Londis by: two one communications
Company: PerwillCustomer: LondisSubmitted by: two one communicationsDate: July 2002Londis, the convenience-store symbol group, has over 2000 independent, store-owning members in England, Wales and Scotland. By joining the group, retailers gain bulk-buying advantages and save time, as supplies are delivered to their premises. Additionally, the group has negotiated competitive terms with over 200 suppliers, who deliver direct to Londis stores.
As part of its package, Londis also provides retailers with store development expertise, marketing and promotional support as well as an exclusive own-brand range.For more than 10 years, Londis has operated internal systems for placing orders, but in the past year the group has opened connectivity to its supply chain to various accredited third-party IT suppliers and is in the process of appointing more.
As a result, the group needed to bring its selected EPOS providers into line with its current internal system, in order to allow the processing of orders electronically.The transactions identified for electronic processing were:1. Product management – each store needs a comprehensive product file that includes pricing information.2.
Order processing – each store needs to be able to place its own orders, using the current locally-held product details, from the Londis systems.3. Order acknowledgement – the store needs to know that an order has been received by Londis head office.4. Despatch note – once an order has been picked and is ready for shipping (or is en route), the store needs to be advised that the order has been fulfilled.
Because of the number of potential interfaces associated with the various software products used by the stores, it was decided that XML transactions would best provide the four key deliverables:1. The Product Master File2. Orders to be placed3. Order Receipt Acknowledgement4. Despatch NoteThe system would refresh Master Files weekly and provide order tracking for those stores that were connected. When orders were identified they would be syntactically checked and, if correct, immediately acknowledged.
If incorrect, an error response would be sent to the store.When goods were ready for shipping, the store would be advised by the placement of a file, ready for collection next time it accessed the service.
The project was led by an internal team with support from Retail Answers Ltd.Perwill eBiz-Manager from Perwill Plc was chosen for the HP-UX environment and the company itself was contracted to design the necessary XML transactions, and to assist with implementation and initial rollout. Trials began in late 2000 and were steadily refined until early 2001, then the rollout to stores began. By early August 2001, 53 stores were using FTP to transact business with Londis head office.
Perwill continues to provide documentation, training and support to Londis head office.Tony Nelder, Retail Systems Controller at Londis, commented: “Perwill’s involvement in LondisLink has been an essential element of the project. Their integration team worked hard to ensure that Perwill eBiz Manager was able to provide the essential communication layer between our head office systems and the disparate EPOS and back office systems in the group members’ premises. I’m happy to report that the system is performing to specification and within budget.”Due to Londis’ interest in the garage forecourt market, a specialist EPOS supplier, Arciris, was selected as a pilot third party, because of its expertise in interfacing fuel pumps to in-store systems.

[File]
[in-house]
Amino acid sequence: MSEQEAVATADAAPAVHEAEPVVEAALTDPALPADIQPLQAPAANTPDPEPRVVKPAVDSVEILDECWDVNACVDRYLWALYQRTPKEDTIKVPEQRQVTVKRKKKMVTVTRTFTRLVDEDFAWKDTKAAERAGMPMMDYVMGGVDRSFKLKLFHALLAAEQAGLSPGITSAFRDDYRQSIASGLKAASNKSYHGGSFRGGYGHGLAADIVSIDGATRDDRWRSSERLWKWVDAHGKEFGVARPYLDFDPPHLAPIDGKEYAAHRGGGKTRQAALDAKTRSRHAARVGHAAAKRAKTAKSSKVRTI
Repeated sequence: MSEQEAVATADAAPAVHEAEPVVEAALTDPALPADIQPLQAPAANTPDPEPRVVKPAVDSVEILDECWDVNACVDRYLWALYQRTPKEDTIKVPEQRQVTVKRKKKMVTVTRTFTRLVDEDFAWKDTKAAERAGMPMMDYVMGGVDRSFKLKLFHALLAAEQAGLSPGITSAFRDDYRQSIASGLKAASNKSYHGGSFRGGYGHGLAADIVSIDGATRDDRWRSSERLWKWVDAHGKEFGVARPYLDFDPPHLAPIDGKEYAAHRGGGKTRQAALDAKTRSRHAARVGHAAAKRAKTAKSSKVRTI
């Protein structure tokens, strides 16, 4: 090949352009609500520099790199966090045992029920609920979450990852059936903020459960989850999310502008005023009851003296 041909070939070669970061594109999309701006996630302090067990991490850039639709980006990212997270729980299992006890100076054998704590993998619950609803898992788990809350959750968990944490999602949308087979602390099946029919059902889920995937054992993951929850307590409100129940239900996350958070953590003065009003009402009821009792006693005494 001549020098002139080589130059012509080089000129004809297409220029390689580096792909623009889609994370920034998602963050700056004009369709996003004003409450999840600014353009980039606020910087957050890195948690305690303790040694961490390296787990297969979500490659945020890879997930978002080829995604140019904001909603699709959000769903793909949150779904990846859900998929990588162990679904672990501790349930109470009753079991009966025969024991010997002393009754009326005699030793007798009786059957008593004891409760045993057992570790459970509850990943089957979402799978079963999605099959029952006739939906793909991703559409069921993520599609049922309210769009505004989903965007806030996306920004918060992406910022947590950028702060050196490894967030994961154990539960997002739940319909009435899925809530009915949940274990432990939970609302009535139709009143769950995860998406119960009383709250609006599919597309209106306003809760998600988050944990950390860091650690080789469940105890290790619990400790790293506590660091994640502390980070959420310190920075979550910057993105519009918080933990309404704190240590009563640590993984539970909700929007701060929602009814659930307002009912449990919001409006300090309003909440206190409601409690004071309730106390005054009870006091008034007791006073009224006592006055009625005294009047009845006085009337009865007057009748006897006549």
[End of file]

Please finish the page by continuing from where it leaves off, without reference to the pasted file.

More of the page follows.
Arciris wrote a communications program that allows its software to process the Londis-produced product file and send orders in a format that can be accepted by the Londis system. Each site’s stock file, containing retail prices and product descriptions, can also receive updates as files collected from the Londis server, which then update the store systems.As Chris Cammack, Development Manager at Arciris commented: “Maintenance of the stock file prior to the implementation of LondisLink was extremely time consuming, being a manual process. Stock deliveries had to be entered onto the store’s system, or they would either not be valid at the till, or the wrong price could be charged, or the wrong department code could be assigned to the sale. LondisLink eliminated not only those manual errors, but also the tedious work of going through invoice sheets looking for new products.”
During 2000, Londis head office needed to upgrade or replace its existing HP-UX-based EDI software.
Perwill’s solution for LondisLink was also able to meet Londis’ EDI needs and was implemented accordingly.
Although the concept of XML (eXtensible Mark-up Language) has been around since late 1998, it has evolved from SGML, a printer language, and HTML, the lingua franca of the Internet. Without established XML standards, the data structures designed for the Londis transactions not only had to meet the needs of Londis but also to be as ‘open’ as possible, to suit the EPOS suppliers.
The solution will continue to be rolled out to more and more stores, with the associated benefits and efficiencies that the process will bring. The expectation is that this improved efficiency will encourage retailers to increase their spend through Londis, thereby increasing the group’s buying power.